Musical stories: Valley native's new album feature Vigo County dateline
By Mark Bennett, The Tribune-Star | 1|14|2010

TERRE HAUTE — In journalism, some stories hold happy endings. Some end in pain. In almost all, interesting stuff happens along the way.

David Hanners has earned a living, and a Pulitzer Prize, telling those stories in newsprint. But he also turns stories into songs, using his voice and guitar instead of a computer keyboard. Hanners first album, 2004’s “Nothingtown,” impressed critics with its “new folk” style. Comparisons to John Prine and Steve Earle came with it. His new album “Traveler’s Burden” features 12 tracks with datelines from Casey, Ill. (where he grew up), to Vigo County (where he attended college, at Indiana State), Texas (where he won his Pulitzer, at the Dallas Morning News), Minnesota (where he lives and works now, at the St. Paul Pioneer Press), and several points in between.

It’s an entertaining, shocking, sad, funny and wistful ride. Just like life, sometimes.

Hanners delivers the tales with blunt, yet poignant lyrics set to foot-shufflin’ folk music, with hints of talkin’ blues and bluegrass. The instrumental mix around Hanners’ rugged voice is subtle, deft and engaging.

The backing sound — composed of guitars, mandolin, violin, harmonica, bass, cello, fiddlesticks and even a Middle Eastern oud (appropriately chosen) — carries the stories through peaks and valleys like a rhythmic train.

The pain and yearning reaches its deepest point on “Someplace Else.” An abandoned husband and then a hard-working waitress struggle with the realities of lives ripped apart or wasted, while assuming “grass is always greener on the far side of the hill, we seldom see the proof but we believe the lie, still.” Hanners’ vocal is joined on the chorus, in stark contrast, by Amy Brockman’s angelic soprano.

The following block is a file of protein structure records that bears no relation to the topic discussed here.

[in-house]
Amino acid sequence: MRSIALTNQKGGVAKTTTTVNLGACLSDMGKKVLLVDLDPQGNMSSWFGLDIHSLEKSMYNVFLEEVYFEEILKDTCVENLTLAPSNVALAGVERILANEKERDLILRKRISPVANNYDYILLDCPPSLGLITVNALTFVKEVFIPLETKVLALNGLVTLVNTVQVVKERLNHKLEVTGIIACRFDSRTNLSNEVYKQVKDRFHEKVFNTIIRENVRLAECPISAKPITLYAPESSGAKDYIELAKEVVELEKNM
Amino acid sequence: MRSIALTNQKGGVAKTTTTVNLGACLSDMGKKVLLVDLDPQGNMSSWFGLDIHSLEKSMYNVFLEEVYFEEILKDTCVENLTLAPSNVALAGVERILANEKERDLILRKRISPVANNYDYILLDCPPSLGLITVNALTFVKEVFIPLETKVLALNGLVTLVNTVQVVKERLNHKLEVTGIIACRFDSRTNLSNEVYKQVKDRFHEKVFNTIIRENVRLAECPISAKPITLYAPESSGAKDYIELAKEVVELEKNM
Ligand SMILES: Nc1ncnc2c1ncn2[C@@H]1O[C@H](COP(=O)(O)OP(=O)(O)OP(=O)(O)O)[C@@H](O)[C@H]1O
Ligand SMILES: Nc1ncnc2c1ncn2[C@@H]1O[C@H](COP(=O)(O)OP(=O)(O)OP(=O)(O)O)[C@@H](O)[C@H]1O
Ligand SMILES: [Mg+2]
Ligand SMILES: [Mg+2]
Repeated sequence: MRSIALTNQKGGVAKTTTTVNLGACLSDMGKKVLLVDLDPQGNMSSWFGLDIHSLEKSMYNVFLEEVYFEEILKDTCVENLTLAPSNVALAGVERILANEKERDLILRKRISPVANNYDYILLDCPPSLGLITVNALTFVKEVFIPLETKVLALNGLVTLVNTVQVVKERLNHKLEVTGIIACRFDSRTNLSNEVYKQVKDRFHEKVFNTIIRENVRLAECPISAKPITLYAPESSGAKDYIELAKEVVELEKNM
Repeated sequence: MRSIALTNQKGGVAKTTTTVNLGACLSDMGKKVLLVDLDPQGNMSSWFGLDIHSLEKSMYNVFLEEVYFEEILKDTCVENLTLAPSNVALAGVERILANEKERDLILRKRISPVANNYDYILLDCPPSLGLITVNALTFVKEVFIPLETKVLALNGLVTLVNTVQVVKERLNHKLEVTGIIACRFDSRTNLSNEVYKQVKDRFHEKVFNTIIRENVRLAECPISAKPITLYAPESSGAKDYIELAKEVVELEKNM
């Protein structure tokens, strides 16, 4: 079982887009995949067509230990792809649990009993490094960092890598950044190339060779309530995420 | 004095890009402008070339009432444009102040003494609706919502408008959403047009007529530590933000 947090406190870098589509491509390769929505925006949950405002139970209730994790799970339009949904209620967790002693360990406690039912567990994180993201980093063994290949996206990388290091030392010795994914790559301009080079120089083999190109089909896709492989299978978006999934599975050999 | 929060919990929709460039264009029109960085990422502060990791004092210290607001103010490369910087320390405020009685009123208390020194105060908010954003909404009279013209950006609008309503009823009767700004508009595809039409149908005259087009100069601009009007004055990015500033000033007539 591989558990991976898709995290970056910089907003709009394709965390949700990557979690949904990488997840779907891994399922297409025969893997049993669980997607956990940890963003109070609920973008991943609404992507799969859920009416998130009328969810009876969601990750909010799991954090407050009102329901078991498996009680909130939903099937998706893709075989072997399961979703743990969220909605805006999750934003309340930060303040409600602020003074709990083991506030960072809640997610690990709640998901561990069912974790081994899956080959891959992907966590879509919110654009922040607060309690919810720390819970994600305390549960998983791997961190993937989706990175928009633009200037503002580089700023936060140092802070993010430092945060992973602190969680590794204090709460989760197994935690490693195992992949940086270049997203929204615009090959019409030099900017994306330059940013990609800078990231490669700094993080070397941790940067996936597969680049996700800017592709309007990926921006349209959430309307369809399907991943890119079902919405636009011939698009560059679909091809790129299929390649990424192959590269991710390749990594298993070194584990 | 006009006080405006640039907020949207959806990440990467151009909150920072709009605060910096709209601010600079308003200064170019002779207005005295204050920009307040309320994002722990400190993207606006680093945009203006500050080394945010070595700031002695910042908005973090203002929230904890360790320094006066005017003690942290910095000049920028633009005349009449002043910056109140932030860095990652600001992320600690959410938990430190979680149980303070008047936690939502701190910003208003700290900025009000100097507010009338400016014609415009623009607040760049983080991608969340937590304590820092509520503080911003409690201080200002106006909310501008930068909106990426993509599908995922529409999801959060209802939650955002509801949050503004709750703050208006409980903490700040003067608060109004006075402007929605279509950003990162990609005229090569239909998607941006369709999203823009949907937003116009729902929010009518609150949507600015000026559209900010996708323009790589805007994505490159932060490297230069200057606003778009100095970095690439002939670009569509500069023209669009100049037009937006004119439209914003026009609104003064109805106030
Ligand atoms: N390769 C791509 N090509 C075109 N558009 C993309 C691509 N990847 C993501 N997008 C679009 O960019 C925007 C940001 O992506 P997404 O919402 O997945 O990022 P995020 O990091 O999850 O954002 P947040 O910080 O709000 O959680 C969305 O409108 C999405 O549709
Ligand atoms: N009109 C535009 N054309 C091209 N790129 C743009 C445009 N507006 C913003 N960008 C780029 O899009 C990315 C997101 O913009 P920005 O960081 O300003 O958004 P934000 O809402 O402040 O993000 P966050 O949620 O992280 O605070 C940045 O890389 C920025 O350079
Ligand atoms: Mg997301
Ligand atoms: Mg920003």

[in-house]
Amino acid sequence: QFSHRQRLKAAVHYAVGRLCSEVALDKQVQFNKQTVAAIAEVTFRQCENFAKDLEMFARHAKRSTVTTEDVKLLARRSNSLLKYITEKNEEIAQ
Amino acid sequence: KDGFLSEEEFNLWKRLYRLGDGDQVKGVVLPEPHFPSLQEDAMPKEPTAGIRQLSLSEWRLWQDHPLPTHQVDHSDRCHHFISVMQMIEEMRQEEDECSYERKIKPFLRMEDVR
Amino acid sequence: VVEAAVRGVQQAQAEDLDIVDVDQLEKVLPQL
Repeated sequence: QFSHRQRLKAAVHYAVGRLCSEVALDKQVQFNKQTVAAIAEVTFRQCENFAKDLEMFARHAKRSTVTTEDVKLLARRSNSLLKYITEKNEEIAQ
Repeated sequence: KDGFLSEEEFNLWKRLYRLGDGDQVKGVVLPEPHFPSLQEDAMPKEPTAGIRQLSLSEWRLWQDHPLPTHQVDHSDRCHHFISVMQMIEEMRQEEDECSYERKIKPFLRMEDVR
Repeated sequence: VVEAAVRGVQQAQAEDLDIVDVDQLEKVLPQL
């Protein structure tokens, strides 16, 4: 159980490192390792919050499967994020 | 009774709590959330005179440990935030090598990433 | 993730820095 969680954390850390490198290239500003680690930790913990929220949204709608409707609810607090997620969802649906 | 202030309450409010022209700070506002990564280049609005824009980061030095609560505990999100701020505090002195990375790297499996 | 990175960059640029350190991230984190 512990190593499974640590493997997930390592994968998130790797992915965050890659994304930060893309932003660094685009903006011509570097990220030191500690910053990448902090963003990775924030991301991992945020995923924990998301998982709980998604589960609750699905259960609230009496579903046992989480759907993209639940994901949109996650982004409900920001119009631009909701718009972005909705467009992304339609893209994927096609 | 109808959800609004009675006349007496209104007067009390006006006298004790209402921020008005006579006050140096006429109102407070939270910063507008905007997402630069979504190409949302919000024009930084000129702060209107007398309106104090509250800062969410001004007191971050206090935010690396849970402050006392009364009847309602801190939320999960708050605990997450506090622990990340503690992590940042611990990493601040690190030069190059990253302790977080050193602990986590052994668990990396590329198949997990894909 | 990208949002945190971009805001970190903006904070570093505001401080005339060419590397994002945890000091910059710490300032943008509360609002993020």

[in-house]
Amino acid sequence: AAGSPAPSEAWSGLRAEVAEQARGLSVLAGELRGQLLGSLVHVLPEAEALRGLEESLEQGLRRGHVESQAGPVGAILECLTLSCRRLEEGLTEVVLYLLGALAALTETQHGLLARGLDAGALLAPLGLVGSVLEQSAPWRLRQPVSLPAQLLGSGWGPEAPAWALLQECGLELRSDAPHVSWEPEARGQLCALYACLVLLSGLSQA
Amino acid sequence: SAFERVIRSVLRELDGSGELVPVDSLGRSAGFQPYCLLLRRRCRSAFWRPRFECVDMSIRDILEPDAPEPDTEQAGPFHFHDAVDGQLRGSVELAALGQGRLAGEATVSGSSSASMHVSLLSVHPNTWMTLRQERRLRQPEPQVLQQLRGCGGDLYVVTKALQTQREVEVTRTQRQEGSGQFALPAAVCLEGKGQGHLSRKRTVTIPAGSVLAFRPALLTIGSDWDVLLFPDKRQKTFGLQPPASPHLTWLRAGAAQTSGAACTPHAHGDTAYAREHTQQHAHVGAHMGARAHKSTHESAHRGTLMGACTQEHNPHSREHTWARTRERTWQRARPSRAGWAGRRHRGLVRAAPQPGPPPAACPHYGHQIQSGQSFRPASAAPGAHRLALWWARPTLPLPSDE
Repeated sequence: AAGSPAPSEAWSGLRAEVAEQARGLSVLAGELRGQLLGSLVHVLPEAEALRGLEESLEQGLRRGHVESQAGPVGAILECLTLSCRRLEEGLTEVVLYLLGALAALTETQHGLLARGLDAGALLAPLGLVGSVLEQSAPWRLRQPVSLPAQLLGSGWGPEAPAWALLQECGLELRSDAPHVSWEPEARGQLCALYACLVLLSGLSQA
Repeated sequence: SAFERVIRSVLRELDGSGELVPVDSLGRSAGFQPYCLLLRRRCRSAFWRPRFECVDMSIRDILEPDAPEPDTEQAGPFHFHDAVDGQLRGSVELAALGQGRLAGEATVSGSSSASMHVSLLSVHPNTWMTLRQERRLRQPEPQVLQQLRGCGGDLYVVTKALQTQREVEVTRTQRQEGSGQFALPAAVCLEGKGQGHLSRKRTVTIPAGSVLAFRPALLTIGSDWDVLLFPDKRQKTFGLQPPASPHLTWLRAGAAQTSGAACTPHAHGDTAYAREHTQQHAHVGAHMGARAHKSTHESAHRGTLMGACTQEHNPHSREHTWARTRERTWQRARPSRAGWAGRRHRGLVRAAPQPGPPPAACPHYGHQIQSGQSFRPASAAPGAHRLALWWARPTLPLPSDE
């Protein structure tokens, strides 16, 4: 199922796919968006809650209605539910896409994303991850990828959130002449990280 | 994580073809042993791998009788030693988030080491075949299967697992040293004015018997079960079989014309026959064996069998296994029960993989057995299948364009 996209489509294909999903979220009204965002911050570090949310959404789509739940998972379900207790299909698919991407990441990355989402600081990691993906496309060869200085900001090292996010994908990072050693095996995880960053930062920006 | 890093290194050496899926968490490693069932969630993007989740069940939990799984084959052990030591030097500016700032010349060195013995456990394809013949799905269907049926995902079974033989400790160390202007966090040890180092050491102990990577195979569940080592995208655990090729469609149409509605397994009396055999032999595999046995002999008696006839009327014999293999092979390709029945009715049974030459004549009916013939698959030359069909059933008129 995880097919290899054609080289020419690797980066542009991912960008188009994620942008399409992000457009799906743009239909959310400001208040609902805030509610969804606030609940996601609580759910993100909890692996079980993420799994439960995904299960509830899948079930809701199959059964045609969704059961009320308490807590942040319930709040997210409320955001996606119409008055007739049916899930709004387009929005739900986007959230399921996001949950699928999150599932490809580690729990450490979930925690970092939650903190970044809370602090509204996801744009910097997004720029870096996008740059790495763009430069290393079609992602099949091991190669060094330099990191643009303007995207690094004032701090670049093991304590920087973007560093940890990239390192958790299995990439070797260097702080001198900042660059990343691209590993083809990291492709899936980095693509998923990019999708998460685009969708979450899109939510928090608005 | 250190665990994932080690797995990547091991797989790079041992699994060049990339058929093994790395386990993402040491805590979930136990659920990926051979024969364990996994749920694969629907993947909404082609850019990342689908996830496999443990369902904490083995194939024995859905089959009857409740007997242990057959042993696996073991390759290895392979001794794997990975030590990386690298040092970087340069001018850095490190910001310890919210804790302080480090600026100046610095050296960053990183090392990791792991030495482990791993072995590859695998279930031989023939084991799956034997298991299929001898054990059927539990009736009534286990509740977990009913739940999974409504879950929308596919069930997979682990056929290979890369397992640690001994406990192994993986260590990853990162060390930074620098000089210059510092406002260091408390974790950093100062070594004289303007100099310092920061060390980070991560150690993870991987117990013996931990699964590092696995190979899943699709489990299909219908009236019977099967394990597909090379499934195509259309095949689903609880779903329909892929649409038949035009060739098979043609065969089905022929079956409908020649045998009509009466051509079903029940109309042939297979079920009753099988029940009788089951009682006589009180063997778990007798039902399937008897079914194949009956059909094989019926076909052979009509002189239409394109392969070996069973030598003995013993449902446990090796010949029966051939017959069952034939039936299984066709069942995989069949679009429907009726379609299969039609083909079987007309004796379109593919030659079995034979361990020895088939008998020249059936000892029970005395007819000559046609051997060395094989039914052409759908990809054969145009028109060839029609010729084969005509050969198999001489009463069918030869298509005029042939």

The disc captures the drama of crimes, too, including the I-70 killer on the title track, murder in two deceitful love triangles on “The Price Was Too High to Pay” and “Tex Thornton.”

In “Westfield Blues,” set in the vast farm prairies of Hanners’ native Clark County, a meth cooker narrates his bleak existence. The true-life “The Ballad of Mohamed Saleh” packs sad irony, explaining how a Somali immigrant came to America to find freedom, and wound up killed in his cab by a robber.

The instruments are paired with the words like wine and food. The oud — a fretless, pear-shaped, stringed instrument — is used on “The Ballad of Mohamed Saleh,” and would be familiar to Somalians. “Tex Thornton” includes harmonica riffs as wicked as the cheatin’ oil-firefighter and the drifter couple he picks up in his ’48 Chrysler. The couple, Evald and Diane, are no Jack and Diane; Tex makes a move on her, and ends up dead.

There’s post-traumatic stress disorder (“When My Demons and I Come Home”), a horrible hospital fire (“The Ashes of St. Anthony’s”) and insects (“13-Year Cicadas”). But when it comes to tragedy, “Fontanet” shakes the listener hardest. By chance, on a visit to Terre Haute, Hanners learned about the 1907 duPont powder mill explosion in which “27 souls were left dead or dying, and many more maimed on that god-awful day.” He finishes the song by telling the tycoon owner — Alfred duPont — “he can take his money, and he can go to hell.”

There are touches of hope, too. “The Red-Winged Blackbird’s Tale” inspires a deep, happy exhale. The winged creature offers advice to a restless soul: “Boy, you can roam this whole wide world, you can tell yourself you are free, but freedom comes from knowing true love, and you can take that from me.”

The collection concludes with “Bare Trees,” a longing for a Minnesota winter and old ghosts to finally let go. “But the spring shines new hope on everything, it seems,” Hanners sings.

“The Traveler’s Burden” isn’t a cure for the winter blues. Instead, it’s a musical reminder that surviving the rough stuff eventually brings us to spring. Share beers, or cups of coffee, as it plays, then zip up your jacket and stand up straight before you head out into the cold.